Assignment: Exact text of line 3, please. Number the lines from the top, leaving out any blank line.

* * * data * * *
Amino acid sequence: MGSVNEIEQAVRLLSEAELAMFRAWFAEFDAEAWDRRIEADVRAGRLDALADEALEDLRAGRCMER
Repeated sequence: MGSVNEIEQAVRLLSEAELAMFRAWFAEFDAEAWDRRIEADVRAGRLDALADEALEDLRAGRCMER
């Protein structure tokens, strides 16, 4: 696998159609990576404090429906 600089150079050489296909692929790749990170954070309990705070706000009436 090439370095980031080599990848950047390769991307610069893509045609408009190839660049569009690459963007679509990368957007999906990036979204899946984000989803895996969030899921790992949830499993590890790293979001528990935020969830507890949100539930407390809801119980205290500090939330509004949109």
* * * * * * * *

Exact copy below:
């Protein structure tokens, strides 16, 4: 696998159609990576404090429906 600089150079050489296909692929790749990170954070309990705070706000009436 090439370095980031080599990848950047390769991307610069893509045609408009190839660049569009690459963007679509990368957007999906990036979204899946984000989803895996969030899921790992949830499993590890790293979001528990935020969830507890949100539930407390809801119980205290500090939330509004949109």